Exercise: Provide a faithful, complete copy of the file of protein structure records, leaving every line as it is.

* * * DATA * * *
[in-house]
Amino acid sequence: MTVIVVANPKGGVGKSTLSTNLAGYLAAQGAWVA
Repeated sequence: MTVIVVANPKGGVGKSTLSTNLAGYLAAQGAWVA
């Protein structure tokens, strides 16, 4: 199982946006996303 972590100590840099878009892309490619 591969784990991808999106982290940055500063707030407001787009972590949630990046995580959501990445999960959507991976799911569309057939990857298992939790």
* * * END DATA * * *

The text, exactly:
[in-house]
Amino acid sequence: MTVIVVANPKGGVGKSTLSTNLAGYLAAQGAWVA
Repeated sequence: MTVIVVANPKGGVGKSTLSTNLAGYLAAQGAWVA
């Protein structure tokens, strides 16, 4: 199982946006996303 972590100590840099878009892309490619 591969784990991808999106982290940055500063707030407001787009972590949630990046995580959501990445999960959507991976799911569309057939990857298992939790």